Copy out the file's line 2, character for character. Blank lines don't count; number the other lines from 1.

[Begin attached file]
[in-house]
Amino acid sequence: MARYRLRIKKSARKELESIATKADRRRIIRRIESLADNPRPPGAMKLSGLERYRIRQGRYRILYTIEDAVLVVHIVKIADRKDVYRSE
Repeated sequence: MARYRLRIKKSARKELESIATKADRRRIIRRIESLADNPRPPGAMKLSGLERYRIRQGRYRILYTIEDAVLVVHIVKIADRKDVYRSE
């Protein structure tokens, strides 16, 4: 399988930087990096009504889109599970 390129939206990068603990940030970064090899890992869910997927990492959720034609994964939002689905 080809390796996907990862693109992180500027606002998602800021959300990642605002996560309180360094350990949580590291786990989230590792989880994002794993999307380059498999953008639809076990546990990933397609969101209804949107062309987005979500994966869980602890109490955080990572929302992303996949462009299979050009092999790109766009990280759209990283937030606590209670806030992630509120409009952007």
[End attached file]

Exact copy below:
Amino acid sequence: MARYRLRIKKSARKELESIATKADRRRIIRRIESLADNPRPPGAMKLSGLERYRIRQGRYRILYTIEDAVLVVHIVKIADRKDVYRSE